• The more pressure you apply to your upperback into the bench, the more stable your pressing foundation becomes.  The stability of that base comes from your setup.  Shoulders down and into the bench, feet tucked up and under you and then applying "upwards" pressure to create even more pressure.  
  • When you drive your feet like that and lower back arches, your lats will contract statically to hold that position.  Throughout the entire press, this should never change.  I will give you a real life example of what happens when it does........
    • If you have ever had your lats cramp when you bench  a heavy or near max single, it's because some of that "base" was lost.  Your lats fire hard in order to try and make up for the loss of "base".  
    • This is no different than when you have a break down in form on the squat or pull, and the body "shifts" the load to a different musculature in order to make up for the "power loss" or stability loss.  
Once your setup is tight and the lats are contracted to keep you in position, it is their job to help hold that position, but they work hand in hand with your legs and lower back.  Your feet and arch are key components in helping you to maintain that base and position.  If you don't think so, let me pull your feet out from under you and see what happens to your "base".  You can't maintain it because the lats don't stay contracted.  The lats also cannot fully contract without a fully arched back.  So once we remove the initial starting point for the "chain" we lose the base, and the foundation from which to bench off of.  

If your lats are strong enough to hold that static position, then that's as strong as they need to be.  They rest comes back to the prime movers, which are the pecs, triceps, shoulders, etc.  NOT the back.  The back works as the foundation which to press from, however it's the manner in which you use it (your technique) that matters most.  Once you figure out how to load the upperback into the bench, you're good to go.  The more you can maintain that position into the bench, the stronger you will be able to press.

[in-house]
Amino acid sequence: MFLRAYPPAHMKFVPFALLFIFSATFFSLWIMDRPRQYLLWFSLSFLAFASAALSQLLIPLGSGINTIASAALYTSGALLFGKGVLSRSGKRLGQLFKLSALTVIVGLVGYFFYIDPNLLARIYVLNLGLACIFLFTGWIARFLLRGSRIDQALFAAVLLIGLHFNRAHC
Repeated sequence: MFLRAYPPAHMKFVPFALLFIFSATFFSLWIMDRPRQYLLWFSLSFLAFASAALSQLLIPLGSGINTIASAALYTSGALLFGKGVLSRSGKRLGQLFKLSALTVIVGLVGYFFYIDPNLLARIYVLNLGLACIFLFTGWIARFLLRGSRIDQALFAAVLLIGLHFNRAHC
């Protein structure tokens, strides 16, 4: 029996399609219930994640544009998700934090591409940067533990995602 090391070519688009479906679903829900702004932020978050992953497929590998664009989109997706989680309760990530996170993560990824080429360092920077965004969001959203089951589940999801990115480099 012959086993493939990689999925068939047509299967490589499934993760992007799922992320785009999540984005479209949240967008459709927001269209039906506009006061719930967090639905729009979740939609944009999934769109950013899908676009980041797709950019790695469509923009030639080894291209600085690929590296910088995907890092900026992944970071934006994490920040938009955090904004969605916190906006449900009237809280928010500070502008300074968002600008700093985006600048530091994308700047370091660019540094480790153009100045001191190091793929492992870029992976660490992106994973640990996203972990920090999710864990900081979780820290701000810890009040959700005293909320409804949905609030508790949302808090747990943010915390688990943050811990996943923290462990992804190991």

So are the lats important in the press?  Well hell yes.  Are they sometimes overstated in their importance?  I think so.  As long as they are strong enough to hold your position in your setup, you're good to go.  It doesn't take a lot of strength by the lats to do this.  More than their strength, it's all about you learning how to push with your feet to drive the upperback down and into the bench, along with scapular retraction.  

So you want your BASE to be strong to press from.  What is the base?  The actual part of you CONTACTING the bench.  The lats help maintain the base, however your technique determines how strong and stable the base is.  

Train your lats, make sure they are strong enough to maintain your posture in your pressing position.  But don't think that they are the missing link in big pressing.  Make the whole back strong, and perfect your bench setup.  Stop over thinking these things.  


  1. I remember that 70s big article. As to your points on pressing big, they've helped tremendously. Still quite a few months out from just how much, but my bench seems to love big volume.

    I've heard the thing about using lats to get the bench initiated, but to tell the truth it just sounded like black magic to me. It didn't make sense, and then I read that article and that did make sense.

  2. Right on the money with all of the above. No. 3 is particularly important and (unfortunately) the hardest one to drill into people's heads.

    There was one guy who bench pressed huge weights with thin upper arms - Mike MacDonald. 570+ @ 220, held world bench press records in 4 weight classes. For everyone else, big arms = big bench.

  3. I use my lats to pull the bar down to my chest.


    1. Why? Gravity will do the work for you? You should be concentrating on loading the part of the back that is actually contacting the bench. You know, the upperback?

    2. Sorry, the winking smiley was intended to point out the joke, as I've heard you rail against this type of statement before.

      I actually tried that, once, and didn't understand what these guys are talking about.

      As you said, let gravity work and keep the bar on the correct path.

    3. Sometimes internet humor is lost on me for some reason.

      I've never understood how it is you use the lats to press anymore than I would understand using the pecs to row.

    4. "Pecs to row"...That's a head scratcher.